Given a model on the observation data vector $y$ at coordinate vector $x$ $$M(f,\lambda) := (1-\lambda)L(y,f(x))+\lambda J(f) $$ where $\lambda\in[0,1]$, $L$ is a loss function and $J$ a roughness function and $f$ is a function of $x$. I perform $$f_\lambda=\text{argmin}_f \,M(f,\lambda)$$

The standard method for tuning $\lambda$ is cross validation. In order to save on computational cost, is it completely nuts to minimize some function over $\lambda$, say $$\min_\lambda\, N(\lambda,a)$$ where $$N(\lambda,a):=(1-a)\ln L(y,f_\lambda(x)) +a\ln J(f_\lambda)$$ for some chosen $a\in[0,1]$? Are there other related approaches for cheaply tuning the regularization parameter?

I suppose in principle for any given $\lambda_c$ obtained from cross validation there is always an $a$ such that $\lambda_c$ is the value $\lambda$ takes to minimize $N(\lambda,a)$ for that particular $a$. So I see there is much ambiguity in this question. But I am hoping to hear some empirical experience of obtaining directly a $N$ function.

  • $\begingroup$ It looks like in your $N(\lambda)$ the $a$ plays the role that $\lambda$ had before - it even looks like finding the optimal $a$ could amount to finding the optimal $\lambda$, in which case the $N(\lambda)$ isn't going to help you to find $\lambda$... people do cross-validation for a reason... $\endgroup$ Nov 22, 2020 at 21:10
  • $\begingroup$ @Lewian: Are you saying the same thing as the first sentence of my last paragraph? $\endgroup$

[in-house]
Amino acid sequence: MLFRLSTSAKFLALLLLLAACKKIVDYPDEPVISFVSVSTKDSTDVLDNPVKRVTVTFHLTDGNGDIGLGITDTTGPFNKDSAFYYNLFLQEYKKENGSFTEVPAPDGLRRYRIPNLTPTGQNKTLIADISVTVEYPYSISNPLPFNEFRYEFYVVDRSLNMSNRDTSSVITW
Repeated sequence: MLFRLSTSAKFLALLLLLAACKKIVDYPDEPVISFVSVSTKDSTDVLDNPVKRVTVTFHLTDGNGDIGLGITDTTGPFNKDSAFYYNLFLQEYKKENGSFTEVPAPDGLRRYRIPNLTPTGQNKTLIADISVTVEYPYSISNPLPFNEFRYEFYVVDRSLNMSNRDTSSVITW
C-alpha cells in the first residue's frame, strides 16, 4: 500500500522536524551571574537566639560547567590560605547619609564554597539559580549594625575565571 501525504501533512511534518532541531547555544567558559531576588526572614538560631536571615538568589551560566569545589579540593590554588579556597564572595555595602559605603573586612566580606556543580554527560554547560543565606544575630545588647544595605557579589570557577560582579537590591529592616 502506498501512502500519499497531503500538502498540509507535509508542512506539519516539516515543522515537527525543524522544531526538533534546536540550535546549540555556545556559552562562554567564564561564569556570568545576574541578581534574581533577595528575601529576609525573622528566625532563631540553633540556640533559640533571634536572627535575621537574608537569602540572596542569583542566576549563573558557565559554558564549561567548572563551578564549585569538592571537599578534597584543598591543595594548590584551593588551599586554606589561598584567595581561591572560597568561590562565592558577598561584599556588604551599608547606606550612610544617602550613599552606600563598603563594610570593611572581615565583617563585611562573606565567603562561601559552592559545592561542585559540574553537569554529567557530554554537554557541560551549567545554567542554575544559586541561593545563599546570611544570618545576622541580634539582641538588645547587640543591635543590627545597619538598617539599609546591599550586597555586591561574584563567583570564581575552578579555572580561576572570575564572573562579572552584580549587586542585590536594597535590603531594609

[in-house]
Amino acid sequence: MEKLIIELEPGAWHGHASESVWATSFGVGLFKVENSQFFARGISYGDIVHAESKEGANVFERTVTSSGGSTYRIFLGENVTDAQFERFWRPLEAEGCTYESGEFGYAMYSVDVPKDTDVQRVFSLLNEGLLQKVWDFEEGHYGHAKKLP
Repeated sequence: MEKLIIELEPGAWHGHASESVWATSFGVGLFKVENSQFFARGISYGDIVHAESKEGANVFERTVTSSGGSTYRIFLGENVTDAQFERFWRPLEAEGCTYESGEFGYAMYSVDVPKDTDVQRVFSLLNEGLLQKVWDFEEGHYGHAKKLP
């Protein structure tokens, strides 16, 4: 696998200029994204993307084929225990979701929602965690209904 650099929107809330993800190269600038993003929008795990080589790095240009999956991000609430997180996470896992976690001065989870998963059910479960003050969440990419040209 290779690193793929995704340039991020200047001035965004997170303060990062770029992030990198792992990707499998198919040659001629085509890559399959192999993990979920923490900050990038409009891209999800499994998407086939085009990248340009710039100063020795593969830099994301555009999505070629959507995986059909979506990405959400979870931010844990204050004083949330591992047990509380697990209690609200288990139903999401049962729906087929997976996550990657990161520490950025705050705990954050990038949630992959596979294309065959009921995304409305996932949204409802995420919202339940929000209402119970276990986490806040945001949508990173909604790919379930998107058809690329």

– Hans
    Nov 22, 2020 at 21:28
  • $\begingroup$ I don't quite understand that sentence, so I don't know. $\endgroup$ Nov 22, 2020 at 22:14
  • $\begingroup$ @Lewian: I edited that sentence. Is it clear to you now? $\endgroup$
    – Hans
    Nov 23, 2020 at 1:15
  • 2
    $\begingroup$ Maybe, but certainly this is not what I was saying. You make a mathematical statement which may be true or false, I don't know. What I was saying was mainly that introducing a new parameter $a$ of which it is not clear how to choose it doesn't seem to make the problem of finding another parameter $\lambda$ any easier. And on top of that that the role played by the $a$ seems to be very similar to the role played by $\lambda$ before, so it looks like you're only pushing the problem around rather than getting closer to solving it. $\endgroup$ Nov 23, 2020 at 9:14

1 Answer 1


$N(\lambda, a)$ in general is not a good function for tuning the regularization parameter $\lambda$ without more constraint. In general, $L(y,f_L(x))=0$ for $f_L(x)=y$ and $J(f)=0$ for some $f=f_J$. Then $\ln(L(y,f_L))=\ln(J(f_J))=-\infty$. Obviously $f_{\lambda=0}=f_L\,\bigvee\, f_{\lambda=1}=f_J\implies N(\lambda,a)=-\infty$. Thus there is no regularization at all.

A good candidate for $N(\lambda,a)$ may be $$N(\lambda,a):=(1-a)\ln\big(1+L(y,f_\lambda(x))\big)+a\ln \big(1+J(f_\lambda)\big)$$ avoiding $-\infty$ as a function value.


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